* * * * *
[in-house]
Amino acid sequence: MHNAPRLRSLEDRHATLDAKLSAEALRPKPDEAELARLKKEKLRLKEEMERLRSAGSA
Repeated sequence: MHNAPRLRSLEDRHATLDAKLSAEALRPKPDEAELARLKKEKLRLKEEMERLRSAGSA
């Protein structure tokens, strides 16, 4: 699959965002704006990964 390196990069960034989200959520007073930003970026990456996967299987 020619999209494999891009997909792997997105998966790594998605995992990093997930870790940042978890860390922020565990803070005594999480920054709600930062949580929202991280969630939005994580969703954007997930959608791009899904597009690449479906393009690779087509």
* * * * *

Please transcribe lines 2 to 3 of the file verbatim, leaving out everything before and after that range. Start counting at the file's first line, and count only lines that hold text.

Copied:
Amino acid sequence: MHNAPRLRSLEDRHATLDAKLSAEALRPKPDEAELARLKKEKLRLKEEMERLRSAGSA
Repeated sequence: MHNAPRLRSLEDRHATLDAKLSAEALRPKPDEAELARLKKEKLRLKEEMERLRSAGSA